Date of Conferral
Doctor of Education (Ed.D.)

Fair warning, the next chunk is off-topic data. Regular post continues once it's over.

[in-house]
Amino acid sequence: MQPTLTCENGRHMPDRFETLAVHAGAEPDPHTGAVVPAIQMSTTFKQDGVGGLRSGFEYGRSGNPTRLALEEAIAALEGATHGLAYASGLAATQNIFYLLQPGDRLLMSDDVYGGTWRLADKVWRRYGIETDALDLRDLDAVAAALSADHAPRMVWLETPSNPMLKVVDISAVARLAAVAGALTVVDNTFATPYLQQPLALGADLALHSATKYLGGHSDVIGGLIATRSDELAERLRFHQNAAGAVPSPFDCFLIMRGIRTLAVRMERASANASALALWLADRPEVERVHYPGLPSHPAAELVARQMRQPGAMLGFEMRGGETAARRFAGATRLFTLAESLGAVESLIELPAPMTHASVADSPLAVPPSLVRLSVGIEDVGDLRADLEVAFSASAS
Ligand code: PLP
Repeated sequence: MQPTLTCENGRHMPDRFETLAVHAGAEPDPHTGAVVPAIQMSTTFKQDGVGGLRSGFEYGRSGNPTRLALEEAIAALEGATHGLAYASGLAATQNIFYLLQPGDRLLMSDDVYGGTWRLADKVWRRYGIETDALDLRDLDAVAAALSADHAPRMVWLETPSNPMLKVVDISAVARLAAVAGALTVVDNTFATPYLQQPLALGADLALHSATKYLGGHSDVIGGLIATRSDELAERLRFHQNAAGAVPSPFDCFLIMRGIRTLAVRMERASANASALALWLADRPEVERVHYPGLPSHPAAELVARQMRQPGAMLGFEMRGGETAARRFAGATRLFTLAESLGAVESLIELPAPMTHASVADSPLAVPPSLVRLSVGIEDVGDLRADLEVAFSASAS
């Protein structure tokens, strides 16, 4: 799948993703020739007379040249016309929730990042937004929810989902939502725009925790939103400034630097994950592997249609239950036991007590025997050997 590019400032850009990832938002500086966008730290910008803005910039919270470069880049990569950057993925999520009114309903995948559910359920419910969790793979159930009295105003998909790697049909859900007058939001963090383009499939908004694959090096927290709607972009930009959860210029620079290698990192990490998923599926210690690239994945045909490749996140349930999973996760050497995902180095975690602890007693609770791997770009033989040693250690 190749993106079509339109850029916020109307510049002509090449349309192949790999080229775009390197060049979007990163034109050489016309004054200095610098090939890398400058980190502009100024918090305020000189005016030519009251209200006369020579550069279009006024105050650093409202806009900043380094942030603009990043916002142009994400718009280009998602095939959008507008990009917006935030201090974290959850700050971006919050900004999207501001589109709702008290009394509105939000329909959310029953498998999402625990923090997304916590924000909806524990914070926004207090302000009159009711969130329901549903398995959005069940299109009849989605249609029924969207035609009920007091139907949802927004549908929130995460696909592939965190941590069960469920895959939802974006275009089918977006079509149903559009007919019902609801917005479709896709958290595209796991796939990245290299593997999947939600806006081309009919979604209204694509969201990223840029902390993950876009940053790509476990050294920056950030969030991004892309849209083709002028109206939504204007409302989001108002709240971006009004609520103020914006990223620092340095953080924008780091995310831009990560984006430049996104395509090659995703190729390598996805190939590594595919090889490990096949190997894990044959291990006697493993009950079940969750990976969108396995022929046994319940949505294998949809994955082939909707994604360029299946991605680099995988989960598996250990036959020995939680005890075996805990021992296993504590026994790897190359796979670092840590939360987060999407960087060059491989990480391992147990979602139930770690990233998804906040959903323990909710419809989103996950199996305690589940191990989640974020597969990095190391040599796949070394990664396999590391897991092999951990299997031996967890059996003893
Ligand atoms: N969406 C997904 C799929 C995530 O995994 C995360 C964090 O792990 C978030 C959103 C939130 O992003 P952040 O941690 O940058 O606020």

An urban southern school district located in the United States identified adolescent obesity as a problem. District records showed that 37% of adolescent girls and 29% of adolescent boys were obese which exposed them to short-term and long-term health consequences. The purpose of this archival multivariate survey study was to gain an in-depth understanding of the problem by exploring the problem nutritional and physical activity habits of eighth and eleventh grade adolescent girls (n=3320) of various races/ethnicities and obesity levels to determine how their nutritional and physical activity habits differ. The research questions asked whether there were significant differences between the independent variables (grade level, self-reported obesity level, and race/ethnicity of adolescent girls) and the dependent variables (adolescent girls' nutrition habits and physical activity). The theoretical framework that grounded the study was the ecological system theory which identifies the child, parent, and community centered factors that predict the weight status of children. My findings revealed a statistically significant interaction effect of the combined grade and obesity levels and the combined grade and ethnicity categories on the combined nutrition habits and physical activity habits. I recommended increased collaboration between middle school and high school PE teachers and increased support from administrators and parents to elevate nutritional education and PA for adolescent girls. My study may contribute to positive social change by providing PE educators with new information and understanding that they can use to develop and justify educational programs that equip adolescent girls with the knowledge to make healthier food choices and increase their physical activity levels.